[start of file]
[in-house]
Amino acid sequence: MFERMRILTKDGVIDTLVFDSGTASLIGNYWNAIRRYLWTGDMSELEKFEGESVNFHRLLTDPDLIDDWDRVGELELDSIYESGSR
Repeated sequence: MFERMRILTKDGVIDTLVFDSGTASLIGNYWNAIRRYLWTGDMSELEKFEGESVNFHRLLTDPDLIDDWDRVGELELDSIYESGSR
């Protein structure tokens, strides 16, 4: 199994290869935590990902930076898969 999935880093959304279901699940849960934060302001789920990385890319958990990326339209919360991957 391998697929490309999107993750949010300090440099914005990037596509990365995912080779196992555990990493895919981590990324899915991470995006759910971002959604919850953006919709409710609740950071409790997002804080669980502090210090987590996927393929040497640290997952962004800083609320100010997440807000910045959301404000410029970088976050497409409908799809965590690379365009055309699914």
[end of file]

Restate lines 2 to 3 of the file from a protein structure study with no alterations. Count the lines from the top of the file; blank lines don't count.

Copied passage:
Amino acid sequence: MFERMRILTKDGVIDTLVFDSGTASLIGNYWNAIRRYLWTGDMSELEKFEGESVNFHRLLTDPDLIDDWDRVGELELDSIYESGSR
Repeated sequence: MFERMRILTKDGVIDTLVFDSGTASLIGNYWNAIRRYLWTGDMSELEKFEGESVNFHRLLTDPDLIDDWDRVGELELDSIYESGSR